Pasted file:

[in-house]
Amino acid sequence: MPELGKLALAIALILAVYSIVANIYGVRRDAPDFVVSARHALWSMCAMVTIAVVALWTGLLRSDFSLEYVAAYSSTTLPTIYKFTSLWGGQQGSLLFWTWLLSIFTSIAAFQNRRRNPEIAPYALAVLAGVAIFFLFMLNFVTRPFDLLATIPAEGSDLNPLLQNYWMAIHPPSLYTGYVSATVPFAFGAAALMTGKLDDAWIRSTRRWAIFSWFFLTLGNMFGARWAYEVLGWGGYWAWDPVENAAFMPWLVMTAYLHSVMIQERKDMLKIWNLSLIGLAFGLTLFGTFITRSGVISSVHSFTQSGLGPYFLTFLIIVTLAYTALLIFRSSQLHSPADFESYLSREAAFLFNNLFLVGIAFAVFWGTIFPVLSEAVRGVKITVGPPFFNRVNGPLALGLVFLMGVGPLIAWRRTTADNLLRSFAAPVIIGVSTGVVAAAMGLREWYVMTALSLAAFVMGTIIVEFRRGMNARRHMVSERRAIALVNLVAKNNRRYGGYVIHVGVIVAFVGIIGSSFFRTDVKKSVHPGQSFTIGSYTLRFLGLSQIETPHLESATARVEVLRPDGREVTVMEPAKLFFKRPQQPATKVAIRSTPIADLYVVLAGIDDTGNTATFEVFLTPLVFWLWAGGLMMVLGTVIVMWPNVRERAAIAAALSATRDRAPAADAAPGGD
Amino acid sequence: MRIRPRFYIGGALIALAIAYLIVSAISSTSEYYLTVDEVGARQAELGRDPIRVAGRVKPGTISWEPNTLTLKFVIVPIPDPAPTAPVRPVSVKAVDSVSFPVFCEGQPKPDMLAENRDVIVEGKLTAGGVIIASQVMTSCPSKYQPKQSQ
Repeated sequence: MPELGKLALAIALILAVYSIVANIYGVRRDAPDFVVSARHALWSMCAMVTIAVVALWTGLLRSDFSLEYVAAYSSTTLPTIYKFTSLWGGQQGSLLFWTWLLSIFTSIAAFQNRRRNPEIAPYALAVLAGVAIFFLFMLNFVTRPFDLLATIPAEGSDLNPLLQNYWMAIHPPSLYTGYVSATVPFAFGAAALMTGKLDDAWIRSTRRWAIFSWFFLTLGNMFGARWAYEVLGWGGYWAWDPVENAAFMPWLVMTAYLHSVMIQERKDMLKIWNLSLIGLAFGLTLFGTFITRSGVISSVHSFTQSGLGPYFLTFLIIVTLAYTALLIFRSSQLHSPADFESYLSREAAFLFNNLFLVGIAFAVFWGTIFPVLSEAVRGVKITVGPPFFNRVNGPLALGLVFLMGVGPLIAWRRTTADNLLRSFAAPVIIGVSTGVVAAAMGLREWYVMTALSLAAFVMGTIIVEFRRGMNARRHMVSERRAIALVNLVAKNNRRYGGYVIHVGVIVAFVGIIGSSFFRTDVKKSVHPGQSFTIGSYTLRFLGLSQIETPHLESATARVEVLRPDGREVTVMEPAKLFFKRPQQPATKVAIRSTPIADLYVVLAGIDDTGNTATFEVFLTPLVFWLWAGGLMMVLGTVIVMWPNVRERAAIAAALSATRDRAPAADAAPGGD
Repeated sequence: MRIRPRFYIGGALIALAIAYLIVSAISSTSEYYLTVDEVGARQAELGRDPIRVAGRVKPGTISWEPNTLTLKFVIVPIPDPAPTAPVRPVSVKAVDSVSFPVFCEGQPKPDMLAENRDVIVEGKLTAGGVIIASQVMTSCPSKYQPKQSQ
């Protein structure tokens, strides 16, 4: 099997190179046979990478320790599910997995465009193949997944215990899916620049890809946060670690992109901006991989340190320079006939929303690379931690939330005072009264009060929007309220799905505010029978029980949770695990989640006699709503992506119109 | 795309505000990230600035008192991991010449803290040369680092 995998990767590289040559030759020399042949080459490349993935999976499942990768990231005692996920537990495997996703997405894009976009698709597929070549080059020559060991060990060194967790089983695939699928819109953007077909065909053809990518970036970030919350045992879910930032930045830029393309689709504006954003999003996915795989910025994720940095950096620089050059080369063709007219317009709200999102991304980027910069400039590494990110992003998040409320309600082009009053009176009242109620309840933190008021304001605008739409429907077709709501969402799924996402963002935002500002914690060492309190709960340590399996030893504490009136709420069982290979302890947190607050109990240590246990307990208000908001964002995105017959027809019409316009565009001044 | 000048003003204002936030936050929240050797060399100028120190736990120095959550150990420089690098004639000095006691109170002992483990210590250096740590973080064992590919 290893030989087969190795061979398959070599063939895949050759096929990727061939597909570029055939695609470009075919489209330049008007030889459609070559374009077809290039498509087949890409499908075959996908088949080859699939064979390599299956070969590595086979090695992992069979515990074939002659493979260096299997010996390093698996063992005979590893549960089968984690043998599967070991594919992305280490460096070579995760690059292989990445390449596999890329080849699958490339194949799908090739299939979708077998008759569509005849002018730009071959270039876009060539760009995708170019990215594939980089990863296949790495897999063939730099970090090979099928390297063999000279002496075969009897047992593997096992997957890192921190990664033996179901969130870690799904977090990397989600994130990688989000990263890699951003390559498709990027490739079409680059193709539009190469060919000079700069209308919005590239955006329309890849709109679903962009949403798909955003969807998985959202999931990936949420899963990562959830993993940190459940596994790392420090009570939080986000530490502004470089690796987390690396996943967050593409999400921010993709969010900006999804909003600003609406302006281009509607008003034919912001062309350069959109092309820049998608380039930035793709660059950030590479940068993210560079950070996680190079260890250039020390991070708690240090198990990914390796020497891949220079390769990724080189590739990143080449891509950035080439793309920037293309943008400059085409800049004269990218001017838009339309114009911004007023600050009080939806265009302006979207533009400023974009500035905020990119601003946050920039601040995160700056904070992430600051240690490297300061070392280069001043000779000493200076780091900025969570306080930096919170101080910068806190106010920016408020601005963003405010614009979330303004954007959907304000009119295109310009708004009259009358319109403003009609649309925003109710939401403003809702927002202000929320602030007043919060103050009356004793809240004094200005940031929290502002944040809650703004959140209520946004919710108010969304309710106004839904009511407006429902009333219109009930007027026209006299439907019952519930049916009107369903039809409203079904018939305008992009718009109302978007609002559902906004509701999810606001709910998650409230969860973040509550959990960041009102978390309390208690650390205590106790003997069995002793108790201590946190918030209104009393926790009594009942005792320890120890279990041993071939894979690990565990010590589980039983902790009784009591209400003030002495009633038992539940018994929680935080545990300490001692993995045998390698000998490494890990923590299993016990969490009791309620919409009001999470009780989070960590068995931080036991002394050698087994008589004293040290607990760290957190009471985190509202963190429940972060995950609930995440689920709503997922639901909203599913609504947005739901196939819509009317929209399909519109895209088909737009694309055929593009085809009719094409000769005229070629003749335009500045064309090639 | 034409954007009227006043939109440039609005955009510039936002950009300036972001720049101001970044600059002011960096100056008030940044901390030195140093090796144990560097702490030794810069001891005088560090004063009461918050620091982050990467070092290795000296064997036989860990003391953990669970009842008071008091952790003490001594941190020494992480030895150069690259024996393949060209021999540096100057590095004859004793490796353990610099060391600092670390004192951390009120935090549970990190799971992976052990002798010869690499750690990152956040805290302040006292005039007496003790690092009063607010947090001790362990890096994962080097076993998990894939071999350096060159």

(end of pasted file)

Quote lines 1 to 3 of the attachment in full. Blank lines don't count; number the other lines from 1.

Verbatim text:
[in-house]
Amino acid sequence: MPELGKLALAIALILAVYSIVANIYGVRRDAPDFVVSARHALWSMCAMVTIAVVALWTGLLRSDFSLEYVAAYSSTTLPTIYKFTSLWGGQQGSLLFWTWLLSIFTSIAAFQNRRRNPEIAPYALAVLAGVAIFFLFMLNFVTRPFDLLATIPAEGSDLNPLLQNYWMAIHPPSLYTGYVSATVPFAFGAAALMTGKLDDAWIRSTRRWAIFSWFFLTLGNMFGARWAYEVLGWGGYWAWDPVENAAFMPWLVMTAYLHSVMIQERKDMLKIWNLSLIGLAFGLTLFGTFITRSGVISSVHSFTQSGLGPYFLTFLIIVTLAYTALLIFRSSQLHSPADFESYLSREAAFLFNNLFLVGIAFAVFWGTIFPVLSEAVRGVKITVGPPFFNRVNGPLALGLVFLMGVGPLIAWRRTTADNLLRSFAAPVIIGVSTGVVAAAMGLREWYVMTALSLAAFVMGTIIVEFRRGMNARRHMVSERRAIALVNLVAKNNRRYGGYVIHVGVIVAFVGIIGSSFFRTDVKKSVHPGQSFTIGSYTLRFLGLSQIETPHLESATARVEVLRPDGREVTVMEPAKLFFKRPQQPATKVAIRSTPIADLYVVLAGIDDTGNTATFEVFLTPLVFWLWAGGLMMVLGTVIVMWPNVRERAAIAAALSATRDRAPAADAAPGGD
Amino acid sequence: MRIRPRFYIGGALIALAIAYLIVSAISSTSEYYLTVDEVGARQAELGRDPIRVAGRVKPGTISWEPNTLTLKFVIVPIPDPAPTAPVRPVSVKAVDSVSFPVFCEGQPKPDMLAENRDVIVEGKLTAGGVIIASQVMTSCPSKYQPKQSQ